Blueberry Milk Will Arrive at Grocery Stores This Spring
Soy milk? Nut milk? Forget it. Try this purple milk instead.
The definition of milk these days is a little confusing: There is, of course, the traditional kind that comes from cows. Then there’s non-diary variety, which can come from soybeans, and nut milk (also non-dairy) that can be made from almonds, coconuts, and cashews. Even more exotic varieties include hemp and pea milk. We understand that these non-diary types of milk are not truly milk because they don’t come from a mammal (and there’s currently a heated debate happening over how to label these beverages). But what about blueberry milk? No, it is not milk made from blueberries—that would just be juice. This is good old, classic cow’s milk flavored with wild Maine blueberries.
Yes, it is the milk flavor that you never knew you needed. Chocolate milk is obviously a stalwart classic that will always be delicious. Strawberry milk is slightly more adventurous, possibly underappreciated. This Spring, Oakhurst Dairy, which is based in Portland, Maine, will unleash their wild blueberry milk on grocery stores, and we’ll find out where it stands in the rankings of milk flavors.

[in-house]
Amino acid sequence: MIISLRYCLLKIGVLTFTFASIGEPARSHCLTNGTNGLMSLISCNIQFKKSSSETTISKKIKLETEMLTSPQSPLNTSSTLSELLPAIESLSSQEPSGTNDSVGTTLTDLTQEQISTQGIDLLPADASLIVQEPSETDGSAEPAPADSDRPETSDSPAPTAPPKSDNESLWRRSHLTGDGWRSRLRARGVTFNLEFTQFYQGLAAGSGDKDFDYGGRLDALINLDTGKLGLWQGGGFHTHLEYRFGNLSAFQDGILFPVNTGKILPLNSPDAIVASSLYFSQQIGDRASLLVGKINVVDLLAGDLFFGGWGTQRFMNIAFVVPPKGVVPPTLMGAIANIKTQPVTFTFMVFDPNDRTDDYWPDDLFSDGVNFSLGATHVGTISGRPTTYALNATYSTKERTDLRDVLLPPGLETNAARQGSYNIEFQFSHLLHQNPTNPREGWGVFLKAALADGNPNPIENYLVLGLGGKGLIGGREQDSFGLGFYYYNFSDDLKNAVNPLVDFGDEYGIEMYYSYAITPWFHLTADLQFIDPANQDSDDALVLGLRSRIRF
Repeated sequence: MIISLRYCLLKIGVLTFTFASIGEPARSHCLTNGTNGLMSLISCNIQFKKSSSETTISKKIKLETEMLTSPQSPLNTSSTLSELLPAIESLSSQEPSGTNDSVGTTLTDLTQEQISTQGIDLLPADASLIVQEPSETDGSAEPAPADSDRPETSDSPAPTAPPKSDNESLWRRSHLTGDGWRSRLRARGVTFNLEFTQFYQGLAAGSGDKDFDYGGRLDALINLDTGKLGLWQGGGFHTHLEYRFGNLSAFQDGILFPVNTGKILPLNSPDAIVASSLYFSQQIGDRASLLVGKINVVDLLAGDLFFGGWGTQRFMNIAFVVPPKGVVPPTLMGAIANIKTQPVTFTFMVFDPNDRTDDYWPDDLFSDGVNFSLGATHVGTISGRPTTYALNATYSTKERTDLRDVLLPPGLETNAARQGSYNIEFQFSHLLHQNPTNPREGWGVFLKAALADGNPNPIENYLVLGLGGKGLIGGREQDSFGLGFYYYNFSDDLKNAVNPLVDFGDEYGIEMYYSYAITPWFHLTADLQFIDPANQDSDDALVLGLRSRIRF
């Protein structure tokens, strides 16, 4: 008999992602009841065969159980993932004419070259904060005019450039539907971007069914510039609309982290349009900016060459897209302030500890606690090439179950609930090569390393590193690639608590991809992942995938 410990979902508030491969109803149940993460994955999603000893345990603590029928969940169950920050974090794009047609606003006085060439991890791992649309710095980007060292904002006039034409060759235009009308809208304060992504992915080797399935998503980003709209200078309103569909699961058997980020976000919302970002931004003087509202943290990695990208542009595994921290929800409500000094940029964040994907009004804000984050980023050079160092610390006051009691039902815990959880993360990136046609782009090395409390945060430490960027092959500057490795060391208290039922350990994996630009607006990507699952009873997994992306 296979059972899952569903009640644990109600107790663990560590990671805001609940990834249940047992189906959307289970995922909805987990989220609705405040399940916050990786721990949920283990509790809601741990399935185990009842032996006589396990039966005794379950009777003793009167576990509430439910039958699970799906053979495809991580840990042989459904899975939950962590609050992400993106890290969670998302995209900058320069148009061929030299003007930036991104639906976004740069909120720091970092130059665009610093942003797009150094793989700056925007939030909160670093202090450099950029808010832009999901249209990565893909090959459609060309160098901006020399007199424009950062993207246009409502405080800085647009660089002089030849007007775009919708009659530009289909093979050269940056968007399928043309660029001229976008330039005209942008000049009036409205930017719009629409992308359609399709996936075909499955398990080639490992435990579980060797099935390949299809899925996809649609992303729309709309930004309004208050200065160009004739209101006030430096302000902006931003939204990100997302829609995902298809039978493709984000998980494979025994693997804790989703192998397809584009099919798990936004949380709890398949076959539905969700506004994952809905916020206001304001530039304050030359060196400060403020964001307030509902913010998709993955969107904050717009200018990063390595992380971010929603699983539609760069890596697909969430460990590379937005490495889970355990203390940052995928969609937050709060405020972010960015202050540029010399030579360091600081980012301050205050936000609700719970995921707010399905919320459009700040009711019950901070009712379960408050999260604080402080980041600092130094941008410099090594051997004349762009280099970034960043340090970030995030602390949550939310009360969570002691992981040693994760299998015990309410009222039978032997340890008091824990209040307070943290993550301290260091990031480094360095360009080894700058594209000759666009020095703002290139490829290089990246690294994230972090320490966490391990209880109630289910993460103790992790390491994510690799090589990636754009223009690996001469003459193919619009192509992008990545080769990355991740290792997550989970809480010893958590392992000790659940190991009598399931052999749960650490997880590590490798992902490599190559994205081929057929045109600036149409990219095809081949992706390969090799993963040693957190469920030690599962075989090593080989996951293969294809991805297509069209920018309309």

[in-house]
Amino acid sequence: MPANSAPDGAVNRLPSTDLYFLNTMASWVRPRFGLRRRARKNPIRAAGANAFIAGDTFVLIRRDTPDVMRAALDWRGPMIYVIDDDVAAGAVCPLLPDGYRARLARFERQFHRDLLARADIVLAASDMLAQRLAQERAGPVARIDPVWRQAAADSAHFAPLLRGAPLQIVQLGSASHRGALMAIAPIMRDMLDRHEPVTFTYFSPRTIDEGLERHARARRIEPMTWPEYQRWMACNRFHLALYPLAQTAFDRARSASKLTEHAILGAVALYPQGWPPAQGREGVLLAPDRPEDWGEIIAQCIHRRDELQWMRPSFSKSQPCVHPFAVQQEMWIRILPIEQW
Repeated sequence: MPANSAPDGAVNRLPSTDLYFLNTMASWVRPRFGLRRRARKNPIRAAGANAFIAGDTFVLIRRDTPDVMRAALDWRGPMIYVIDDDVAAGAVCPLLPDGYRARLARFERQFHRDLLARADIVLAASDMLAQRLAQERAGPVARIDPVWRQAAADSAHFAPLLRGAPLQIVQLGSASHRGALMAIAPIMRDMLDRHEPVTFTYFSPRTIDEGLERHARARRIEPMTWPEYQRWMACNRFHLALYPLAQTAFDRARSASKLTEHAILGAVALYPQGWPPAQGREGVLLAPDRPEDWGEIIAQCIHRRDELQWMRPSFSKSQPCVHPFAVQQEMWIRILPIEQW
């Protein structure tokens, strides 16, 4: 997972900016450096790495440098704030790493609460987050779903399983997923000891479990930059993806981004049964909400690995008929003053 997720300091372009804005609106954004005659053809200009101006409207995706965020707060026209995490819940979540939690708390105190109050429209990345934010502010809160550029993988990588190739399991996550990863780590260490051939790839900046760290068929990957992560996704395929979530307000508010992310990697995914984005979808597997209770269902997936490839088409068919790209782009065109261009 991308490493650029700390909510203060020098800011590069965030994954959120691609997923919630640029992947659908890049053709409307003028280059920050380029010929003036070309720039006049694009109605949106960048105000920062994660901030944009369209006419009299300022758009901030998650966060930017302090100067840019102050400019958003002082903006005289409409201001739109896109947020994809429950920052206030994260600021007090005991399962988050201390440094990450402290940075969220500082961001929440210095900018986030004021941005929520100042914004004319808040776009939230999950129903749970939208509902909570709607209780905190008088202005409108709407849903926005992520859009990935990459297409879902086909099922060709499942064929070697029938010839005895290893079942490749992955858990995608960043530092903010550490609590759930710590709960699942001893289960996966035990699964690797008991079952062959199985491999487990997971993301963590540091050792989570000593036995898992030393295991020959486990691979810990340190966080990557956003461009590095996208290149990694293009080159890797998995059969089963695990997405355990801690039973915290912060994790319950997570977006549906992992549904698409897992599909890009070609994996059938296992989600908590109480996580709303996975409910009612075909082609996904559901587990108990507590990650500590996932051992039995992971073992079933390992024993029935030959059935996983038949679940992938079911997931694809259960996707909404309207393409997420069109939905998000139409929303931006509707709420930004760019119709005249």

According to the Press Herald, the Oakhurst variety is a deep purple color and is made with whole milk, and the company promises the milk will actually be flavored by real wild blueberries, not some chemical compound that mimics that flavor of blueberries. Oakhurst already sells chocolate, strawberry, and coffee flavored dairy milks, all of which are made without High Fructose Corn Syrup. Plus, their products are sold at Walmart, which you means you don’t have to live in Maine to try blueberry milk.
There are so many different types of milk these days—dairy and otherwise—that it seems impossible to keep up, but the idea of a wild blueberry milk has plenty to recommend it: Imagine a bowl of freshly picked wild Maine blueberries floating in fresh cream—not as glamorous as the pink, fizzy milk that may soon be coming to America grocery stores, but just about as colorful as you would want your milk to get.
This article originally appeared on Food&Wine.com.